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Consider a simple utility function U(x,y) = x+y such that Px < Py (which means only x is being consumed at optimal point, a corner solution).

In this case, assume Px falls further. Now won't the consumption of x increase further, and won't that be due to income effect entirely?

In the book i am studying from(Hal Varian), the author assumes Py reduces so that consumption shifts entirely from x to y, and concludes that perfect substitutes have no income effect.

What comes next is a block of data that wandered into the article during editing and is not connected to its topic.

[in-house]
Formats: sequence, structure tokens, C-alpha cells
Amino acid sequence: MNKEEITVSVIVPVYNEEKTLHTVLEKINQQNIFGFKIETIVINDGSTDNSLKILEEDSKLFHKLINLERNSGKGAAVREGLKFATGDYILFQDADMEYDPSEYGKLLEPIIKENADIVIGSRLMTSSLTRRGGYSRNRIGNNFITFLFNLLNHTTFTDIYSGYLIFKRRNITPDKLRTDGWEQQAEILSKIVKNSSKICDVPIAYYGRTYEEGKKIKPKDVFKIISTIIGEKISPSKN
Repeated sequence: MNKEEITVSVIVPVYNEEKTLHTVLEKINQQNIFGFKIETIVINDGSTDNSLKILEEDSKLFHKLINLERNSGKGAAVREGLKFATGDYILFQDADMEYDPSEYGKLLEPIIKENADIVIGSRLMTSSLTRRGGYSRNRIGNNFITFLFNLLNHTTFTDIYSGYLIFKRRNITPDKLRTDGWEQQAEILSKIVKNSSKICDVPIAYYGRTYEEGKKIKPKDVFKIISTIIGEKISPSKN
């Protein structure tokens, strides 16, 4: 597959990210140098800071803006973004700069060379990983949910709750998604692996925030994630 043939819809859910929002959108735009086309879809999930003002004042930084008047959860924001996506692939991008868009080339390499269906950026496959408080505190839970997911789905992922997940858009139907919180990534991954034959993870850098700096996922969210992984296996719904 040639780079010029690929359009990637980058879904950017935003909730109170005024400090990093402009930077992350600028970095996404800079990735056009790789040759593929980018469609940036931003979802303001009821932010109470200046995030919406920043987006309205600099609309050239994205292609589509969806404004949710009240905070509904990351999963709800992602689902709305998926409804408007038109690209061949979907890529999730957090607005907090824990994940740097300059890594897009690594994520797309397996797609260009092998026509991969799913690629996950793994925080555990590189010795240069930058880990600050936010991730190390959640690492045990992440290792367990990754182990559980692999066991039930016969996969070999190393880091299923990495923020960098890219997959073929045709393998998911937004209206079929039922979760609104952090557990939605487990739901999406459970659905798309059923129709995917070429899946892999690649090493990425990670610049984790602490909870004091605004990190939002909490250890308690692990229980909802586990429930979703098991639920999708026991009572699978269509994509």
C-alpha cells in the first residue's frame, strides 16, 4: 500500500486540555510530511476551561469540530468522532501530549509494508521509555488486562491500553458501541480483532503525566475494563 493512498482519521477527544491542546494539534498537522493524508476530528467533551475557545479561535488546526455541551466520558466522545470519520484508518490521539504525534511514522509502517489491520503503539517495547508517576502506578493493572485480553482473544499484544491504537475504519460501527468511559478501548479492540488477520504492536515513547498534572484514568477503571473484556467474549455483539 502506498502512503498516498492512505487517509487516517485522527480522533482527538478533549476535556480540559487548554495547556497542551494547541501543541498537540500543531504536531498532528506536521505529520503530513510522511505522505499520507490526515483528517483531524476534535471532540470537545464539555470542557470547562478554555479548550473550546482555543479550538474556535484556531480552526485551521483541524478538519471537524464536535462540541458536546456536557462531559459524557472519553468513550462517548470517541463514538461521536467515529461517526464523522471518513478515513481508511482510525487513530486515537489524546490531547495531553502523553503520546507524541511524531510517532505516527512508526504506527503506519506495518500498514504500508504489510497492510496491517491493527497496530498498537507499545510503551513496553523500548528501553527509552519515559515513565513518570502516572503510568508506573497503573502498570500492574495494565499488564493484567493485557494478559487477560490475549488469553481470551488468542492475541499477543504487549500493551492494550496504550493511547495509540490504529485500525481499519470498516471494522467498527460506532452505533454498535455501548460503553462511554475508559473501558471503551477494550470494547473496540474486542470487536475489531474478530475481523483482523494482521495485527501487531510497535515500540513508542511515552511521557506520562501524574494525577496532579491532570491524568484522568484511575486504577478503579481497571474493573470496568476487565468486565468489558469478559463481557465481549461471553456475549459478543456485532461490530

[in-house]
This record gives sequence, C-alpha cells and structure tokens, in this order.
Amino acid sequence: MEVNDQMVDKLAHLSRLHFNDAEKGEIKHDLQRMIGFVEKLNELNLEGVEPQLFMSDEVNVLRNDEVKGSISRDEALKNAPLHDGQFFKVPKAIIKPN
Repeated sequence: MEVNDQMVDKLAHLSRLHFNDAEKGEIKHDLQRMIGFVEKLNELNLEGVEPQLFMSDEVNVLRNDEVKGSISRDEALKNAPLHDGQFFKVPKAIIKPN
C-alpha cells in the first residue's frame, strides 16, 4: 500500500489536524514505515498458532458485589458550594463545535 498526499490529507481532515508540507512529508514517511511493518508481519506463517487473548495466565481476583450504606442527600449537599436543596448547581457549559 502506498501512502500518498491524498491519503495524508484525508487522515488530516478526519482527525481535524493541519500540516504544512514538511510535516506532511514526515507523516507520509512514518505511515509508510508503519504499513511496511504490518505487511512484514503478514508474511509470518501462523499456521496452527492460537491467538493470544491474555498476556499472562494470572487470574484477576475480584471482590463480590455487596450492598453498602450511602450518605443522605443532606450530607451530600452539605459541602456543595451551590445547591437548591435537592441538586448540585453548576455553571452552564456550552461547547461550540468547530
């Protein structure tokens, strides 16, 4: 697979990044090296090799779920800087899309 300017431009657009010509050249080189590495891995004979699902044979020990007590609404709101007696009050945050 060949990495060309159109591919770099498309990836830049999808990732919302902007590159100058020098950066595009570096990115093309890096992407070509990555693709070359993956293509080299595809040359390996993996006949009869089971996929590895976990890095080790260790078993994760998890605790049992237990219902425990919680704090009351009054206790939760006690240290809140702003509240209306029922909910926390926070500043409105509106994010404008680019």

But clearly, doesn't it depend on which commodity's price decreases?

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You are perfectly right. The analysis in Varian's Intermediate Microeconomics is incomplete. If the consumed good doesn't switch, then the entire effect is a pure income effect. This has also been noted in the literature.

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